Will the EU-Mercosur Deal Survive the New European Parliament?

With the polls closed and final votes counted, the new composition of the European Parliament could determine the long-awaited fate of the EU-Mercosur agreement.


Image Source: Fordham Political Review.

Last week’s elections for the European Parliament have sent shockwaves around the world. Its results could become a turning point for the future of international trade, especially between Europe and Latin America.

In recent years, the relationship between these two regions has been dynamic, prominently defined by the EU-LAC Global Gateway and the ongoing negotiations for a free-trade zone deal between the European Union and the countries of Mercosur (Argentina, Brazil, Uruguay, and Paraguay). It can be argued that the deal has been hanging by an ever-thinning thread, with constant delays in ratification and changing levels of opposition and support. With the polls closed and final votes counted, the new composition of the European Parliament could determine the long-awaited fate of the EU-Mercosur agreement.

The EU-Mercosur Deal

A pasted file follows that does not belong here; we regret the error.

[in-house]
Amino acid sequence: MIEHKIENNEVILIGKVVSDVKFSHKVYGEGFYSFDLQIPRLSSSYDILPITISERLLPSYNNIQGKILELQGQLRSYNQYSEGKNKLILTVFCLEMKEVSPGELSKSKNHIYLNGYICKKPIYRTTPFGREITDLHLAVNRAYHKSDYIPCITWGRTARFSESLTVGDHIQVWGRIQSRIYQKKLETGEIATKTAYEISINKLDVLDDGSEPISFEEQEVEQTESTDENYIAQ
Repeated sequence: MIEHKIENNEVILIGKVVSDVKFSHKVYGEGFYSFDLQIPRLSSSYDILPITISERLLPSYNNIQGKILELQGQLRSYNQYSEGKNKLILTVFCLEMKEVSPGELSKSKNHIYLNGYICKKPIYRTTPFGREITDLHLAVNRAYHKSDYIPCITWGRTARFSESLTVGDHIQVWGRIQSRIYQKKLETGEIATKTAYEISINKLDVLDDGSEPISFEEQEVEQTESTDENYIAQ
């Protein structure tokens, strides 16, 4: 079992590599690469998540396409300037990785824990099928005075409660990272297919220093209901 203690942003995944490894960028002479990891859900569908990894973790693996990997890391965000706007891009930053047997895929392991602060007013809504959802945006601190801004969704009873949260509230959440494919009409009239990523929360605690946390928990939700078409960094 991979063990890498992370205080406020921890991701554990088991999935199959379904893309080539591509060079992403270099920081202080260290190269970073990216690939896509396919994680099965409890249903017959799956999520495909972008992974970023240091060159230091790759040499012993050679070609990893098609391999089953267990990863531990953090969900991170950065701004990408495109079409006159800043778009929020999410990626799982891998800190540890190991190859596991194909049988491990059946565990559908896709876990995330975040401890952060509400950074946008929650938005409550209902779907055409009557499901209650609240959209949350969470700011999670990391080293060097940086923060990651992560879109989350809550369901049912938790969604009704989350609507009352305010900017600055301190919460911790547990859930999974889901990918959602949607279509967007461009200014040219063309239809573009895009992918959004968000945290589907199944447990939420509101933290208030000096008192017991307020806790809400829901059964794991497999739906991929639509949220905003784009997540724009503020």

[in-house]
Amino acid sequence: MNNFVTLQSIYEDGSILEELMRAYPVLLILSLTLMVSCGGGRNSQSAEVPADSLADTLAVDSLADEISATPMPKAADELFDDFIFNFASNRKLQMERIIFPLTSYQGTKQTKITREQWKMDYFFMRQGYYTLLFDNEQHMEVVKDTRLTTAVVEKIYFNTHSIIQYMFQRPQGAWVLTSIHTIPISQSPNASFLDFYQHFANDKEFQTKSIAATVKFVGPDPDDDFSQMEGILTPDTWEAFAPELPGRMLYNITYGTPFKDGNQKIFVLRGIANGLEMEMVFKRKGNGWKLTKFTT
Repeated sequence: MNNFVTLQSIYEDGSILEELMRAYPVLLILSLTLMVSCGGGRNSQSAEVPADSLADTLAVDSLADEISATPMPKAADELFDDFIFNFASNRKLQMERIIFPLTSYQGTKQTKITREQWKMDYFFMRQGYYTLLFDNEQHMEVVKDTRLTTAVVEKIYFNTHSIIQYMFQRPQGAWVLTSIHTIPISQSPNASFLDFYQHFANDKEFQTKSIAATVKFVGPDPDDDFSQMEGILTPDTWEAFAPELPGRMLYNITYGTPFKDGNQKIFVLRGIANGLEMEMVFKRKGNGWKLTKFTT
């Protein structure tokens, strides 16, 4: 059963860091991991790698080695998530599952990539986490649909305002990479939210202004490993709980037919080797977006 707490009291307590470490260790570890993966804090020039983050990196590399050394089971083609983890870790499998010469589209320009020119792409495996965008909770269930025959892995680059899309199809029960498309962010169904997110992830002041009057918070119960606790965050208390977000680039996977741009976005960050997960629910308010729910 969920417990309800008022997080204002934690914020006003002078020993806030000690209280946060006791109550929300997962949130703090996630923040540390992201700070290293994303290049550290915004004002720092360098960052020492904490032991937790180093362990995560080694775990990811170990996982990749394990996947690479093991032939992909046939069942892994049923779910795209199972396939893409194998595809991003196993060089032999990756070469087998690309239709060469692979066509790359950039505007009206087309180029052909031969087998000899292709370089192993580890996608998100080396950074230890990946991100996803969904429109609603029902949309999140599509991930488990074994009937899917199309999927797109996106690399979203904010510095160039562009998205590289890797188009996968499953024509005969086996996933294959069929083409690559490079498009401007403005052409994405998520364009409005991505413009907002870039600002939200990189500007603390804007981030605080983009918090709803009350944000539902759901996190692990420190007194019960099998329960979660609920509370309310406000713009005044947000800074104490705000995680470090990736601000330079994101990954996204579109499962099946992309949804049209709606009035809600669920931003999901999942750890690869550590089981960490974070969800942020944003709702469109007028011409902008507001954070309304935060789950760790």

The history of the EU-Mercosur deal is a long and tumultuous one. Since 1999, the EU and Mercosur nations have been negotiating a deal with the objective of increasing free trade between the two regions. Two decades after beginning discussions, in 2019, the European Commission announced that an “ambitious, balanced and comprehensive trade agreement” had been reached, in principle. The deal promised to eliminate trade barriers, boost market access, and enhance regulatory cooperation, aiming to fuel economic growth, job creation, and sustainable development. It was envisioned to be one of the world’s largest free trade zones, covering nearly 800 million people and accounting for about 20 percent of the world’s GDP. And yet, five years later, ratification for the agreement remains elusive.

From the outset, environmental concerns have stood as a significant roadblock. Brazilian President Jair Bolsonaro’s 2019 ascension saw record-breaking levels of deforestation and forest fires, resulting in French President Emmanuel Macron threatening to “kill the deal” just two months after its announcement. Macron has since continued to be one of the most prominent voices of opposition to the deal’s implementation. 

More recently, far-right libertarian Argentinian President Javier Milei’s remarks dismissing climate change as a “socialist lie” and attacking the country’s scientific community have also raised eyebrows in the EU. Milei has gone as far as to pledge to dissolve the Mercosur bloc entirely, further deteriorating relations between the EU and its Latin American partners.